As NY criminal defense attorneys and former Manhattan prosecutors, my partner and I at Crotty Saland PC have seen a whole lot of “interesting things.” Usually, with a little research and effort, we can find the answer to the vast majority of issues and questions we are confronted with. However, the analysis of Natalie Dylan’s auctioning of her virginity is definitely the first time (and I guess last and only for her) I have ever come across something like this. So, the question that stands out is whether this is Prostitution and Escorting in “sheep’s clothing” or a legal and fine “transaction?”
As I have explained before, Prostitution occurs if you engage or agree or offer to engage in sexual conduct with another person in return for a fee. What complicates this matter is that obviously Ms. Dylan is not in NY so the laws of her state are different. But, what about the person who makes an offer or has an acceptable bid (I’m guessing it will take at least $3.5 million dollars, a toyota prius, a bag of Snyder’s Pretzels and a romantic dinner date with Larry Flynt)? Is that person guilty of Patronizing a Prostitute? One is guilty in NY of Patronizing a Prostitute when, among other things, he solicits, offers, or agrees to have sexual conduct with another person in exchange for a fee.
While there may be interesting ways to defend each person’s actions, on its face it appears that if these two folks were in NY they would be in real trouble. That being said, she is in San Diego and consummating the deal in a Nevada county where this is legal.
Because this issue has never come up before and the courts have not ruled on this (at least I am not aware of it) it is difficult to give a definitive answer. The strongest guidance is to look at sections of the law that are applicable to this question and answer assuming the bidder or the “winner” was a New Yorker. In this case, that would be CPL 20.30. CPL 20.30 states as follows:
1. Notwithstanding the provisions of section 20.20, the courts of this state do not have jurisdiction to convict a person of an alleged offense partly committed within this state but consummated in another jurisdiction, or an offense of criminal solicitation, conspiracy or attempt in this state to commit a crime in another jurisdiction, or an offense of criminal facilitation in this state of a felony committed in another jurisdiction, unless the conduct constituting the consummated offense or, as the case may be, the conduct constituting the crime solicited, conspiratorially contemplated or facilitated, constitutes an offense under the laws of such other jurisdiction as well as under the laws of this state.
2. The courts of this state are not deprived of the jurisdiction accorded them by section 20.20 to convict a person of an offense defined by the laws of this state, partly committed in another jurisdiction but consummated in this state, or an offense of attempt or conspiracy in another jurisdiction to commit in this state a crime defined by the laws of this state, by the circumstance that the conduct constituting the consummated offense or, as the case may be, the crime attempted or conspiratorially contemplated, does not constitute an offense under the laws of such other jurisdiction.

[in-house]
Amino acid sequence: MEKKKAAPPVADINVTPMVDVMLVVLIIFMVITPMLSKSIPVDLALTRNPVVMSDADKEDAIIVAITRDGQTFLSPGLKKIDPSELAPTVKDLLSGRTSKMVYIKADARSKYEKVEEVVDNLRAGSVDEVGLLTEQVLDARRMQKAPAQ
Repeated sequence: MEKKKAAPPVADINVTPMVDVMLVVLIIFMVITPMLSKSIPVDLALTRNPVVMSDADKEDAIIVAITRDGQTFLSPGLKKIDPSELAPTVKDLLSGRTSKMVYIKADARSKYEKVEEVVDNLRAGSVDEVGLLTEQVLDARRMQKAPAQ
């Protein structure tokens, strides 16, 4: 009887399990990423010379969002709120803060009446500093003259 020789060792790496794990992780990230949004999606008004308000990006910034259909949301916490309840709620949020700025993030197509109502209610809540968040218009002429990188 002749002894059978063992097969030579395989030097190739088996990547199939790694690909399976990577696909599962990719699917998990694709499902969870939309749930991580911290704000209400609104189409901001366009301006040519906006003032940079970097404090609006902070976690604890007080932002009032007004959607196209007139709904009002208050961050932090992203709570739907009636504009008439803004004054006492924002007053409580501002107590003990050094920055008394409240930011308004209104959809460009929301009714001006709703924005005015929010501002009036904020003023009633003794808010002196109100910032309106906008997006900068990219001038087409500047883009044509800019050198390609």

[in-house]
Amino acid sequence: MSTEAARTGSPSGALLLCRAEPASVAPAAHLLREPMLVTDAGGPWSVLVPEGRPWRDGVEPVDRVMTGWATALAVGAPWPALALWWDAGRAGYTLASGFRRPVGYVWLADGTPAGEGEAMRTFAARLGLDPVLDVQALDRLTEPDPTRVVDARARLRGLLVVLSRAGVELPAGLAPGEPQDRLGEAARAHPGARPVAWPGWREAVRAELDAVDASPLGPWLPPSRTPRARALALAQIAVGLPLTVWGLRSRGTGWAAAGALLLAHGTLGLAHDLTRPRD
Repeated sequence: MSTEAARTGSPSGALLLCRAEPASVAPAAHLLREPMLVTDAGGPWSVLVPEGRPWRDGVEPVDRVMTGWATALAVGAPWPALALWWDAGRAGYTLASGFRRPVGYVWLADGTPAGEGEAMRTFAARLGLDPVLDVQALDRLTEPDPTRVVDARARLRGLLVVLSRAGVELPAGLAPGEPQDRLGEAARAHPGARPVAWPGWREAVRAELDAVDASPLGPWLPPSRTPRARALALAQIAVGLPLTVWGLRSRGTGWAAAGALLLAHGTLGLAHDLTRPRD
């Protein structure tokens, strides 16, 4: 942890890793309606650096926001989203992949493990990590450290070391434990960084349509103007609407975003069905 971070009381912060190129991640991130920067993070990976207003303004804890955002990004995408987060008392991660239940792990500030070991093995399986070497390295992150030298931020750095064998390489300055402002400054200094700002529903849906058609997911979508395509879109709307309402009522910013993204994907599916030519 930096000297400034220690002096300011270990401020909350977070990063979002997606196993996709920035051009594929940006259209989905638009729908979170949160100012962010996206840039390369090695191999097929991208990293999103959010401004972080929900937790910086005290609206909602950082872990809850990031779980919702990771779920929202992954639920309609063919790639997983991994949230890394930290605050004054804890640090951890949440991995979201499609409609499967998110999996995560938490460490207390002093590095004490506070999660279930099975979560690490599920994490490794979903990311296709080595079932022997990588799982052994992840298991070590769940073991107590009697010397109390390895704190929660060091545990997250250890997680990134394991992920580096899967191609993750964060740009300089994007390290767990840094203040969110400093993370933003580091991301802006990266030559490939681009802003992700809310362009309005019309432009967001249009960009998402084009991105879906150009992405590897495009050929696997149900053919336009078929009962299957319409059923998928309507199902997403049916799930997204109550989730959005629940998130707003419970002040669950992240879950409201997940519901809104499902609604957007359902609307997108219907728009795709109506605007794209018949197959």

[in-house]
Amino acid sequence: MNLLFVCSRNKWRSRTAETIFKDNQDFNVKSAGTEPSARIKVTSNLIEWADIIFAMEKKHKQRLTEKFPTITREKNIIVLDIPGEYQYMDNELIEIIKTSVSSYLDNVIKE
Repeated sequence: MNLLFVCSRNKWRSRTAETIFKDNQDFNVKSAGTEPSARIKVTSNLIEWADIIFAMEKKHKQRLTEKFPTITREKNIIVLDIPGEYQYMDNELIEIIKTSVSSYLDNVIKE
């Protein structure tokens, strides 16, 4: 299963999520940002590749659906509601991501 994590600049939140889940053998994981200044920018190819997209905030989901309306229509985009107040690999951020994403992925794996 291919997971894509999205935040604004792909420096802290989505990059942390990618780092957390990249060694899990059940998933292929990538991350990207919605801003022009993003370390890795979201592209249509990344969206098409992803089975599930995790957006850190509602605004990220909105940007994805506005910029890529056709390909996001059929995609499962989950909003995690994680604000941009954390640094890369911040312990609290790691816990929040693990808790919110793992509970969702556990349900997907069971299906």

Confused? Probably, but commentary on this section of the criminal procedure law may guide us a little further. According to Peter Preiser:
“Subdivision 1 of this section limits the scope of CPL ､ 20.20 by providing that New York’s jurisdiction to prosecute an offense partially committed here but consummated elsewhere, or an anticipatory offense (conspiracy, attempt, etc.) having as its object an offense ultimately to be consummated elsewhere, only attaches when the offense consummated, or ultimately to be consummated, in the other jurisdiction is proscribed by the laws of both New York and that other jurisdiction.”
“The following examples given in Judge Denzer’s original commentaries illustrate the reciprocal aspects of this restriction. An agreement contrived in New York to operate a gambling establishment in Nevada, where such conduct is not illegal, is not prosecutable as a conspiracy in New York. Nor, on the other hand, may New York prosecute as a conspiracy an agreement entered into in New York, where sale of a product is not an offense, to engage in such conduct in another state where it is an offense.”
“Subdivision 2 makes it clear that conduct engaged in outside the state for consummation of an offense in New York is not insulated from prosecution in New York by the fact that the offense contemplated is not a crime in the other jurisdiction. Thus, an agreement entered into in Nevada to operate a gambling establishment in New York, together with an overt act committed in New York, is prosecutable as a conspiracy in New York, even though the object conduct would not be criminal if performed in Nevada.”
While the above statute and analysis still does not give an absolute answer, my answer to the question is easier to understand. To error on the side of caution…don’t do it. New York State may not prosecute you for your offer to Ms. Dylan, but as soon as you start engaging in interstate transportation and commerce or you are conducting transactions from state to state through the mail, internet and phone you are asking the federal government to start looking at you.
I may not have answered whether Ms. Dylan’s auction is legal, but it appears to me that there are at least serious legal questions. Hopefully, for her sake, she is not the first human guinea pig or test case. Even if you are not considering auctioning your virginity to the highest bidder, if you have any legal questions that are criminal in nature, contact Crotty Saland PC.